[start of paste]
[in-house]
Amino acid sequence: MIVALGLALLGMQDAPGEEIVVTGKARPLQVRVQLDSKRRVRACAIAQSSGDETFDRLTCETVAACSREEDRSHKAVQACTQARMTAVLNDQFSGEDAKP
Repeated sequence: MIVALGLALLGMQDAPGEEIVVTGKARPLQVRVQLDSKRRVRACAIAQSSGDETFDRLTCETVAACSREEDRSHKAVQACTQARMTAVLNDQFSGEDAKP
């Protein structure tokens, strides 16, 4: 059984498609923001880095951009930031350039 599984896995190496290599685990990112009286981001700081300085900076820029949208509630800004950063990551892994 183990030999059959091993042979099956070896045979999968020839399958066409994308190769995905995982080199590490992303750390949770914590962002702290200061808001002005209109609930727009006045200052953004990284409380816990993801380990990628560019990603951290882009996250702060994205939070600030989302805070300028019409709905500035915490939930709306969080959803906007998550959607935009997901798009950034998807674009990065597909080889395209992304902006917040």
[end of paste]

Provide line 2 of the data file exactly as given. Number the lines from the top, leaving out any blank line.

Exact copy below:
Amino acid sequence: MIVALGLALLGMQDAPGEEIVVTGKARPLQVRVQLDSKRRVRACAIAQSSGDETFDRLTCETVAACSREEDRSHKAVQACTQARMTAVLNDQFSGEDAKP